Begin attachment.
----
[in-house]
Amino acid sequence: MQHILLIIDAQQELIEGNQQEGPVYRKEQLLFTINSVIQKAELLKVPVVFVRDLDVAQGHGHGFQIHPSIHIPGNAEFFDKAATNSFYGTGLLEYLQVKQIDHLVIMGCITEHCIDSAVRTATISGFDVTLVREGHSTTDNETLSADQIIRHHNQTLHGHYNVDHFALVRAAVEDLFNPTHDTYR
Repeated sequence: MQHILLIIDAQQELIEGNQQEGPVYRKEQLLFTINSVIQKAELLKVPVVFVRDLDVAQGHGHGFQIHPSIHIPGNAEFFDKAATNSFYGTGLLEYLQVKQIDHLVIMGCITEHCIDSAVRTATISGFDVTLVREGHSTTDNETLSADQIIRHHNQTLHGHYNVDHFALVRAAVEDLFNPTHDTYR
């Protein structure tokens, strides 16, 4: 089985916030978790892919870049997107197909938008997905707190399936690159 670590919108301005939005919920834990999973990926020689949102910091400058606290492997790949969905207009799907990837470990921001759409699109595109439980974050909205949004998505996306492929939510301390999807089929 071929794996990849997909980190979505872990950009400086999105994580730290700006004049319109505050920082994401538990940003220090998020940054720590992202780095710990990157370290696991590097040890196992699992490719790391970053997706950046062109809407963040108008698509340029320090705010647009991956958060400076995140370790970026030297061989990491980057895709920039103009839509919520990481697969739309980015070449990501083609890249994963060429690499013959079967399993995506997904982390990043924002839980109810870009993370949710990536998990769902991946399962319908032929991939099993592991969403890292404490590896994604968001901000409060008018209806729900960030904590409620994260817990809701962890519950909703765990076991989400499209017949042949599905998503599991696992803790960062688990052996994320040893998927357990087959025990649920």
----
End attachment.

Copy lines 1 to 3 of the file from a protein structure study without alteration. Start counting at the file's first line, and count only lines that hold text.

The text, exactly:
[in-house]
Amino acid sequence: MQHILLIIDAQQELIEGNQQEGPVYRKEQLLFTINSVIQKAELLKVPVVFVRDLDVAQGHGHGFQIHPSIHIPGNAEFFDKAATNSFYGTGLLEYLQVKQIDHLVIMGCITEHCIDSAVRTATISGFDVTLVREGHSTTDNETLSADQIIRHHNQTLHGHYNVDHFALVRAAVEDLFNPTHDTYR
Repeated sequence: MQHILLIIDAQQELIEGNQQEGPVYRKEQLLFTINSVIQKAELLKVPVVFVRDLDVAQGHGHGFQIHPSIHIPGNAEFFDKAATNSFYGTGLLEYLQVKQIDHLVIMGCITEHCIDSAVRTATISGFDVTLVREGHSTTDNETLSADQIIRHHNQTLHGHYNVDHFALVRAAVEDLFNPTHDTYR